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What we know about the search for two flying objects shot down over Yukon and near Ontario

By Daniel Otis, writer

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    TORONTO (CTV Network) — Recovery efforts are currently underway in the Yukon and Ontario for debris from a pair of unidentified objects that were shot down by U.S. fighter jets on Saturday and Sunday.

Described as “cylindrical,” the first object was shot down over central Yukon on Feb. 11. Reportedly “octagonal,” the second was brought down on Feb. 12 over Lake Huron, which sits between Michigan and Ontario. They join another mysterious object as well as a much larger suspected Chinese surveillance balloon that were shot down over the U.S. on Feb. 10 and Feb. 4, respectively. Few details have emerged about the three smaller objects.

“They can’t definitively say whether they are Chinese, we don’t know for certain whether they’re balloons or another type of object, so there’s just a great deal of mystery surrounding this right now,” Vincent Rigby, former national security and intelligence adviser to Prime Minister Justin Trudeau, told CTV’s Power Play with Vassy Kapelos on Monday. “Until they get this information and they see the wreckage, it’s going to be very, very difficult to pull the pieces together.”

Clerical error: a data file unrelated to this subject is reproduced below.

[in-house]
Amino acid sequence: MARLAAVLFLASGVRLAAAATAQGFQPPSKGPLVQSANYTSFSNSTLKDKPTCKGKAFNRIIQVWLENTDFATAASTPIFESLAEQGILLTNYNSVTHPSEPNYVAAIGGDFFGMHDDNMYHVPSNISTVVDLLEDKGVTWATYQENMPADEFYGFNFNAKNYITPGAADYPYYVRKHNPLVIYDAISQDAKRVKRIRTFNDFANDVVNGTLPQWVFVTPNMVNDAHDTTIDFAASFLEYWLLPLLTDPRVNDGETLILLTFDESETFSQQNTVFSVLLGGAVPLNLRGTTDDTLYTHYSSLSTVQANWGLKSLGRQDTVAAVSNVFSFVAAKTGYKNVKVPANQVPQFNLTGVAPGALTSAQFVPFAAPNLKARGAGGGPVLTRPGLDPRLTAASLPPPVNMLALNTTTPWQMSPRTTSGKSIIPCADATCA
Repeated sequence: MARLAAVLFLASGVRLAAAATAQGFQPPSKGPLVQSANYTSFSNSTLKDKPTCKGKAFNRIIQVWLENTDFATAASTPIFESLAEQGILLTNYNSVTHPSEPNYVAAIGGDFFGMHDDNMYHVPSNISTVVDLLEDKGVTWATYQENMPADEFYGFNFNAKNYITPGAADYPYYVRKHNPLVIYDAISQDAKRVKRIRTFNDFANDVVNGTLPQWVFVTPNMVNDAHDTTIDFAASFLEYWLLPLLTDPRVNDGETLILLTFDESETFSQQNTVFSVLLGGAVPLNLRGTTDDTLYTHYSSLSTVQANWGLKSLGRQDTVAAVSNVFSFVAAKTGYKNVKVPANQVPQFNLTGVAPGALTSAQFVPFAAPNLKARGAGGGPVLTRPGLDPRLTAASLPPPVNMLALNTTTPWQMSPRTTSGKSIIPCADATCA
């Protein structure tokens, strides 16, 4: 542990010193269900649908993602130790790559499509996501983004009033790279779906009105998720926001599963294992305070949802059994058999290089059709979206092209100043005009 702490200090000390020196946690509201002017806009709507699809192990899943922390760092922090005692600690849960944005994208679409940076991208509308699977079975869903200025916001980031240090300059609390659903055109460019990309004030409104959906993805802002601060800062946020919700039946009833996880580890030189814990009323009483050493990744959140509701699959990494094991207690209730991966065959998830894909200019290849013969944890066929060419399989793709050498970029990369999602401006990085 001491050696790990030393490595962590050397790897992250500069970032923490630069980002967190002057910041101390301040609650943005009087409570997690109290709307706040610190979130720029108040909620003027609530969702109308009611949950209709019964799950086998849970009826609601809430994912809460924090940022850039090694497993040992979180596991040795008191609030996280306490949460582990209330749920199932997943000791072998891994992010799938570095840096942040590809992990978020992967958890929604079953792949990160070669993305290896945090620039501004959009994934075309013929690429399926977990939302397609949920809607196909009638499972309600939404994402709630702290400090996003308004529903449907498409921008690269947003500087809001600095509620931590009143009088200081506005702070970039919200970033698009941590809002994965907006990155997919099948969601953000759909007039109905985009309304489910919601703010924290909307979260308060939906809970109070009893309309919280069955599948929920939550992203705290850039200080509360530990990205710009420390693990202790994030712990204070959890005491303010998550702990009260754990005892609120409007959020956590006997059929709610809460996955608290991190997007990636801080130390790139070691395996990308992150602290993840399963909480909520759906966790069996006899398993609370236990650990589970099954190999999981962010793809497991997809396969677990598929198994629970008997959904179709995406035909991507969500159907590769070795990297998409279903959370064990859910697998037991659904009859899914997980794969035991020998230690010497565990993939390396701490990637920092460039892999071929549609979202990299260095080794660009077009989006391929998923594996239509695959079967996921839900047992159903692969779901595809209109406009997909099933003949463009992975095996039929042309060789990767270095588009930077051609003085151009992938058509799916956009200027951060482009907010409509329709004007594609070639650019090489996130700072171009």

In Canada, the recovery efforts are being co-ordinated by Public Safety Canada and led by the Royal Canadian Mounted Police, with assistance from the Canadian Armed Forces in the Yukon and the Canadian Coast Guard in Ontario. Norad, the U.S. Coast Guard, the FBI, the U.S military and others are also participating in the effort.

“We’ve deployed significant resources here to be able to recover the object, as well as diplomatic and international engagements going on to find more information and get solutions on this,” Trudeau said from the Yukon on Monday.

Several Royal Canadian Air Force aircraft are involved in the Yukon operation, including a large CC-130H Hercules search and rescue plane, two smaller CC-138 Twin Otter planes, and CH-148 Cyclone and CH-149 Cormorant helicopters. Additional support is being provided by Canadian Armed Forces personnel deployed in Whitehorse and Dawson City under the leadership of the Canadian Special Operations Forces Command.